As this real estate cycle matures, suburban office markets are showing greater promise. They offer more favorable pricing than many urban markets, while at the same time experiencing continued job growth, limited new supply, positive net absorption and in-migration of young workers as they begin raising families, according to the Urban Land Institute’s (ULI) Emerging Trends in Real Estate report.
During a presentation of the report at the ULI fall conference, Andrew Warren, director of real estate research with consulting firm PwC, which provided research support for the report, noted that the oldest group of millennials, who are now in their early- to mid-30s, are moving to suburban communities.
Warren noted that U.S. Census data indicates that this migration will continue through 2028 as more millennials enter their 30s. The data shows millennials, in large part, are going south (35 percent) and west (27.2 percent), presumably due the to lower cost of living, higher quality of life, strong job growth and lower taxes in those areas.
Meanwhile, JLL’s Ambitious Thinking: Smart Cities report notes that the majority of office-occupying jobs are still located in the suburbs. As a result, reverse commuting remains a fact of life in all major regions and is up 11.6 percent over 2011 levels, with more than 4.8 million workers reverse commuting out of major cities in the 25 largest metropolitan areas.
The headquarters of many major technology firms and most Fortune 500 and Fortune 1000 companies are located in the suburbs, says Jim Postweiler, managing director with JLL based in its Chicago office.
So after several years of investors prioritizing the urban core, they are beginning to look at suburban office opportunities, says Byron Carlock, national real estate leader with PwC. He notes that bright spots for office investors include suburban communities where developers are creating live-work-play environments and rural college towns where developers are creating housing alongside commercial space around a university.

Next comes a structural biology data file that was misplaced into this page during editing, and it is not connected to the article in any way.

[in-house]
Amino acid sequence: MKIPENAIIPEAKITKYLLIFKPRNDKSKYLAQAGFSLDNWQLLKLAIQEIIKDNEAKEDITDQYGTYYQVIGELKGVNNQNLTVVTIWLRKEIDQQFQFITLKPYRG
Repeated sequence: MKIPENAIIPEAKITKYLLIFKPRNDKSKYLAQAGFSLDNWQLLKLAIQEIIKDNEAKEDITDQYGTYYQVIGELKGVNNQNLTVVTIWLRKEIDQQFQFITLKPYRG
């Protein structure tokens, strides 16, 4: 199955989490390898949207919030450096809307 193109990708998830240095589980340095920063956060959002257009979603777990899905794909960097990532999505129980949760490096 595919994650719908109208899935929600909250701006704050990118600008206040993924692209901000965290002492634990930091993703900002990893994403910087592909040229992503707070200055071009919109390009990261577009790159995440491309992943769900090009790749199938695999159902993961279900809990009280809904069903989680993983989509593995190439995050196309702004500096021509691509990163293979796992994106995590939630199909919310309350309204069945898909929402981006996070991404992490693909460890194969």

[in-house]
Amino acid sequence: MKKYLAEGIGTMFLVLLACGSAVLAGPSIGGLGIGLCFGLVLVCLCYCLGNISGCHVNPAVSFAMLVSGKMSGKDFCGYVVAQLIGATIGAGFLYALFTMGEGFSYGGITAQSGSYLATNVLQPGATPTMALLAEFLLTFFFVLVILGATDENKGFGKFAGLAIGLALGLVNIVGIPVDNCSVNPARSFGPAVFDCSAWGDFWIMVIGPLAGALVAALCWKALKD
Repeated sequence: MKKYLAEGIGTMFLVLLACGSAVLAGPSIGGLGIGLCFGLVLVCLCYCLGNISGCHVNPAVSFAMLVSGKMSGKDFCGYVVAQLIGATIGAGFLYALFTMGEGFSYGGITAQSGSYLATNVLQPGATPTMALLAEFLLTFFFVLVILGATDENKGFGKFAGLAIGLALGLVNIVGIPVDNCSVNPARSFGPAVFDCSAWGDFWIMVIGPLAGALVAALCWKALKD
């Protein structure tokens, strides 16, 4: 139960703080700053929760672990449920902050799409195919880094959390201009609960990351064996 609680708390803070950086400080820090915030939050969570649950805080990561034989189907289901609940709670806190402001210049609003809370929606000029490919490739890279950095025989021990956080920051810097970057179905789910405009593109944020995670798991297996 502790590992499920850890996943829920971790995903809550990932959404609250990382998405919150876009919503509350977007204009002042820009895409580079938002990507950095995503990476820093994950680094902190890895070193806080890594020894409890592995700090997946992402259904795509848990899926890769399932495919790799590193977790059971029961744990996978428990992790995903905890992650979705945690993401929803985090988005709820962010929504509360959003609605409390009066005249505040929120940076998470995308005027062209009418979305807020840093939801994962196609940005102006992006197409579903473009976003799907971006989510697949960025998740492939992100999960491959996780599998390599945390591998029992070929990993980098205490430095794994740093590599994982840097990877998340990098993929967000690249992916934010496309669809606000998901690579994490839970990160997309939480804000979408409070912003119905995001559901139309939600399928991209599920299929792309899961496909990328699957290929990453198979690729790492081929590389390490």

Investors also favor urbanized suburban markets connected to central business districts (CBDs) via mass transit, says Postweiler. He notes that the migration of millennials to the suburbs should ease investor concerns about demand for suburban office space.
“Value-add investors that ‘millennialize’ class-A buildings to creative office space are seeing good market response,” he adds, noting that some investors are using tech giants’ playbook, repositioning suburban office campuses as a community environment with housing and commercial space.
Suburban office assets increasingly offer a better value for investors than urban office product. As of May 2018, suburban office values outperformed CBDs on a three-year basis, according to Real Capital Analytics’ Commercial Property Price Indices (CPPI). RCA’s CPPI registered that CBD office pricing has gone down 2.0 percent since it peaked in November 2017 and 0.3 percent year-over-year, while suburban office pricing rose 6.2 percent since last November and 8.5 percent year-over-year.
Suburban office assets can be acquired for below replacement cost and often generate yields that are 150 to 200 basis points above those found in CBDs, Postweiler says. Other incentives for investing in suburban office assets include rising rents, high demand and positive absorption.
Institutional investors are dipping their toes into suburban office markets on a selective basis, but competition for assets remains limited, as the majority of investors is still made up of family offices, small funds and value funds, he notes. And while rents are at historic peaks in some suburban markets, there’s still lots of room for growth before they reach the tipping point.